Non-Fiction is the sort of movie that smart people like to watch to remind themselves that they are indeed intelligent without actually being challenged. That’s not necessarily a bad thing. Entire studios and careers have been dedicated to such endeavors. At least this movie is quite amusing in its navel-gazing, even if it’s little more than mild lark from Olivier Assayas in between more sincere and serious projects.
Want to know what kind of smarty-pants character comedy Non-Fiction is? It takes place in the publishing industry. Guillaume Canet stars as Alain, an editor at a publishing house whose life goes all topsy-turvy in a variety of ways. The big one is that he’s worried about how the digital revolution and e-books will affect the future of his industry. (It’s unclear if this is supposed to be a period piece set in 2010, but you just kind of go with it.) He brings in Laure (Christa Théret) to help with the technological transition and soon enough they’re also helping each other with orgasms as well.
That’s probably not great news for Alain’s wife, Selena (Juliette Binoche). She has her own problems transitioning out of serious theatrical acting and into a TV show while also possibly having a wee affair herself. Then there’s the absolutely hilarious Vincent Macaigne playing a struggling novelist trying to get published by Alain. He writes painfully autobiographical stories and hates new technology. He’s also having an affair and his wife (Nora Hamzawi) knows because he wrote a book about it. The wife in turn has a job covering up for a politician.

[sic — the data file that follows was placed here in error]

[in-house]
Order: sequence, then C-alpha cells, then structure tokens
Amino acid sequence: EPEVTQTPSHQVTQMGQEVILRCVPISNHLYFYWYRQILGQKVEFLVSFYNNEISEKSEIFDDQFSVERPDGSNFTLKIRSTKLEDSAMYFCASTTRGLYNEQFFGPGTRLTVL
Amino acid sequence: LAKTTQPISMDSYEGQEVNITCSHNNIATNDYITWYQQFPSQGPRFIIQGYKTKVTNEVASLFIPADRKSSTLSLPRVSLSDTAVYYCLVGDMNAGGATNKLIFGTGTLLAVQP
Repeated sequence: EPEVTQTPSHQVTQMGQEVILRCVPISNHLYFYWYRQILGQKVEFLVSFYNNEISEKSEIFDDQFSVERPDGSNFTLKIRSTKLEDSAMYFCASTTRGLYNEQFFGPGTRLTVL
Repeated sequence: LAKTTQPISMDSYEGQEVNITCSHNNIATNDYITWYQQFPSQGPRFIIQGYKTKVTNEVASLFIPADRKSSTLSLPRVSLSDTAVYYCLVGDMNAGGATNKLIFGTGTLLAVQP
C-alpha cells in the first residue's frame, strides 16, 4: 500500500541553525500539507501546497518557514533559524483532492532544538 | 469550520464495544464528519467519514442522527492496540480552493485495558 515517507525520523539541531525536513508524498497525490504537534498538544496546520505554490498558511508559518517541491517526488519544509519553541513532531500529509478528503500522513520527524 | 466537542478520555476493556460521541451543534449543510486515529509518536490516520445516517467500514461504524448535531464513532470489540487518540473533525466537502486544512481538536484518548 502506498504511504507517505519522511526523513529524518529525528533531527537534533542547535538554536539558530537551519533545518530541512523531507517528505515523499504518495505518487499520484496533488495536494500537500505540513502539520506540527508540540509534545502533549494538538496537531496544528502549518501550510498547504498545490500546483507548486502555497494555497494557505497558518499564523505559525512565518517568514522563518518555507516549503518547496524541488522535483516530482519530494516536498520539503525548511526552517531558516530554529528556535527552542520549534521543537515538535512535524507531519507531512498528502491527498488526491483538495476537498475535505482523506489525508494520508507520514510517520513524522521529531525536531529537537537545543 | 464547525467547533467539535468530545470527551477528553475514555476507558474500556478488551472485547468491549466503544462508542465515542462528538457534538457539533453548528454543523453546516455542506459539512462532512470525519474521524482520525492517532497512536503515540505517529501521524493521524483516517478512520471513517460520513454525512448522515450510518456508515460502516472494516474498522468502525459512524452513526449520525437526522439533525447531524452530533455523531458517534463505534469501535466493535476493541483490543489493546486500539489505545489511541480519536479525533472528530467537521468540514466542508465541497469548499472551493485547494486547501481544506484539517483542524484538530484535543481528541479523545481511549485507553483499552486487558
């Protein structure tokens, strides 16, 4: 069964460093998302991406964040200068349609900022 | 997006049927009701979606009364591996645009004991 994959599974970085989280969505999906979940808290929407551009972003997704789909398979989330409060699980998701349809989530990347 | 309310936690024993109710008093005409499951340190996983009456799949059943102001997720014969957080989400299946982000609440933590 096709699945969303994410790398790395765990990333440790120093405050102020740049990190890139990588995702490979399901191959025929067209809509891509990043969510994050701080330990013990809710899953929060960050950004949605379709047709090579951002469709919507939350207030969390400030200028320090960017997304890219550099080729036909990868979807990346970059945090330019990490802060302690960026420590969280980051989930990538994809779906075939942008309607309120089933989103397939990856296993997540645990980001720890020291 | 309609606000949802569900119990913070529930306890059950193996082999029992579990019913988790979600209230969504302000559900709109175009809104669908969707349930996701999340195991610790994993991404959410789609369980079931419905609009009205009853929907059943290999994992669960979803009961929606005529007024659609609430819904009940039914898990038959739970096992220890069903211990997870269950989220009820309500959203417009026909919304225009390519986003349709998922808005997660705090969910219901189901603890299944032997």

Yeah, that’s quite a bit going on. This is a farce, after all. Overstuffed narratives and infidelity are the bread and butter of the genre. Fortunately, it’s quite funny and charming. Writer/director Assayas nimbly juggles all the competing characters and threads in a manner that feels effortless. Every character is lying, but there’s never any confusion. Every actor has a meaty monologue or three between the giggles.
Juliette Binoche obviously shines as she and the director have shared so many years together that they suit each other perfectly (the movie even has a winking joke to that effect for those who care), but the biggest scene stealer is Vincent Macaigne coming off as a French Charlie Day and even more awkwardly hilarious than that sounds. It’s a lark for the actors and Assayas lets them take center stage, holding back on his usual flashy visuals for a fairly lax and observational affair.
The film has plenty of ideas in play. A farce this might be, but it’s still one made by a French intellectual, with lots of discussion about the impact of the digital revolution on traditional institutions and middle age folk. Plus, there’s discussion of the dual lives we all have both in relationship to technology and to each other. That’s a lot to fuss over and giggle about before ultimately coming to the conclusion that little of it matters and we’re all pretty much the same fuck-ups and malcontents we always were. It’s almost like a late period Woody Allen movie but with subtitles and without residual Woody Allen ickiness. In other words, your most pretentious pals will love Non-Fiction and no one else you know will even hear about it. Olivier Assayas is good at that.
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